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Lizard Lane Heavy Anti-Aircraft Battery

A Scheduled Monument in Whitburn and Marsden, South Tyneside

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Latitude: 54.9661 / 54°57'57"N

Longitude: -1.3762 / 1°22'34"W

OS Eastings: 440032.178103

OS Northings: 563672.495322

OS Grid: NZ400636

Mapcode National: GBR LCT0.VL

Mapcode Global: WHD4Z.TFTS

Entry Name: Lizard Lane Heavy Anti-Aircraft Battery

Scheduled Date: 9 February 2015

Source: Historic England

Source ID: 1419998

County: South Tyneside

Electoral Ward/Division: Whitburn and Marsden

Traditional County: Durham

Lieutenancy Area (Ceremonial County): Tyne and Wear

Church of England Parish: Whitburn

Church of England Diocese: Durham


Occupying a level site within view of the North Sea. Lizard Lane Farm Battery includes the buried, earthwork and standing remains of a multi-phase Second World War heavy anti-aircraft gun battery and radar site, as well as a Cold War heavy anti-aircraft gun and radar site.

Source: Historic England


PRINCIPAL ELEMENTS: occupying a level site within view of the North Sea. Lizard Lane Farm Battery includes the buried, earthwork and standing remains of a multi-phase Second World War heavy anti-aircraft gun battery and radar site, as well as a Cold War heavy anti-aircraft gun and radar site.

COMMAND POSTS: the operational core of the site was the command post. The Second World War command post is situated near the centre of the site (NZ40064 63676) and is visible as a roughly square earthwork about 25m across, which contains a single storey, semi-sunken structure with a flat reinforced concrete roof; it has been infilled and encased in soil, though the outline of the walls are visible; a semi-circular projection to the centre of the east wall is interpreted as a platform to house a spotting telescope. The building has a small rectangular shelter attached to the rear.

The Cold War command post is situated c. 85m to the west of the earlier control room. This is a single-storey, rectangular reinforced concrete structure with a flat roof measuring about 12m by 8m; to the rear there is a small rectangular double chambered outshut. The south end contains an original entrance (partially blocked) reached by a set of concrete steps; the iron door frame remains but the door is missing. The doorway is flanked by a pair of small metal grilles and there is a single window opening in the east side, fitted with a six-pane crittal window and retaining its original iron shutters. There is a later inserted entrance to the north end reached by a shallow concrete ramp. Cable ducting emerges from the north and south sides of the structure and runs into the ground. The ceiling of the interior retains metal fixings for a form of ceiling lining, now removed. A hollow, walled rectangular feature lies immediately to the east and is considered to be the possible housing for an oil tank, and an adjacent rectangular hard standing is interpreted as a platform for a generator.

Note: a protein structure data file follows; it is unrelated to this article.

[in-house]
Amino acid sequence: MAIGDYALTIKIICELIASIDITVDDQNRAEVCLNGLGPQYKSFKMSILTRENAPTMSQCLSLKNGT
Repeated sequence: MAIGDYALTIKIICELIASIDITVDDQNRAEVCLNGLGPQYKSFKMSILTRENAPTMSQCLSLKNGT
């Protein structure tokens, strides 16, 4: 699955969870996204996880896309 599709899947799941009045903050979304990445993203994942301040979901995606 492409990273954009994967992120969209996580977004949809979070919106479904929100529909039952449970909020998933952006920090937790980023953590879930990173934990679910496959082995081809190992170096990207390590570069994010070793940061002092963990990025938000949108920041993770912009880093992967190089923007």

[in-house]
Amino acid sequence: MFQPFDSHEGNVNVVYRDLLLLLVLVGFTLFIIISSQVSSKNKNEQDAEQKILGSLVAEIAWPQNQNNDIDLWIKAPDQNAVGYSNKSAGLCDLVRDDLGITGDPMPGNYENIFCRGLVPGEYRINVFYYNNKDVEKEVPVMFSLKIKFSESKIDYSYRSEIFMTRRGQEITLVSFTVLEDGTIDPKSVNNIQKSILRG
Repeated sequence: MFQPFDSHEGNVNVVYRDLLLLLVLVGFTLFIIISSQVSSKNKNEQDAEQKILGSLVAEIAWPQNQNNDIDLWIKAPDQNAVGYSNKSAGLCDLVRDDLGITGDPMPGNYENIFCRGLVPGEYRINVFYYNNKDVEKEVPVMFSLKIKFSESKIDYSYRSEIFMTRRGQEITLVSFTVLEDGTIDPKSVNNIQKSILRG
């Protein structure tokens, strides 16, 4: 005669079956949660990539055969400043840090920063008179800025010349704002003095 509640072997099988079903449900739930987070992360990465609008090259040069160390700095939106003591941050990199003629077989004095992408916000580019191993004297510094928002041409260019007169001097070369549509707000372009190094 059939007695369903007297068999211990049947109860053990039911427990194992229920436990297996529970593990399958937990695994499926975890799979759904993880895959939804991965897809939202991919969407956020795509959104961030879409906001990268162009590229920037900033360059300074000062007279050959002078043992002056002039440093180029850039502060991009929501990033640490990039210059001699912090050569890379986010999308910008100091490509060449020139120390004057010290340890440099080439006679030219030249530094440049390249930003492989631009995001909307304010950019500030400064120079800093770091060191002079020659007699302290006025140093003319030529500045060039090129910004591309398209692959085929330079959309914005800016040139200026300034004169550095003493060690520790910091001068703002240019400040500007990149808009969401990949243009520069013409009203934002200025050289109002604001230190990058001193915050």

GUN EMPLACEMENTS: forming a shallow arc around the eastern side of the Second World War command post are four gun emplacements. Each emplacement is visible as a roughly circular earthwork about 20m across and up to 2m high, which contains an infilled, hexagonal gun emplacement for a 4.5 inch gun; the tops of the emplacement walls are visible, as are the projecting rectangular concrete metadyne generators for each emplacement. Situated immediately to the rear of the second and third gun emplacements is a substantial rectangular earthwork platform standing to a maximum height of 1m. This earthwork feature contains a square gun emplacement added to the site in c. 1943 for a 3.7 inch MK. IIC gun. The remains of a second gun emplacement of identical form is visible on aerial photographs to the rear of the first and second gun emplacement and its foundations are considered to survive below ground level as buried features. The remains of concrete loop roads linking the command post and the gun emplacements are partially visible and partially survive below ground level as buried features. Low concrete features immediately to the north east of the emplacements are the remains of the site sewerage system.

MAGAZINES: set to the north and south of the gun emplacements there is a magazine used to store reserve ammunition. These conform to a type of magazine known as the ‘1938 pattern’ and comprise a rectangular single storey concrete building about 16m by 8m divided into five bays forming storage bins, each with a roof vent. The line of bins is lit by two windows and entry is through double doors at each end and in the centre bay. The whole structure is protected by a 10ft (3.05m) blast wall. The remains of iron hinges, door fittings, electric light switches and light fittings are retained.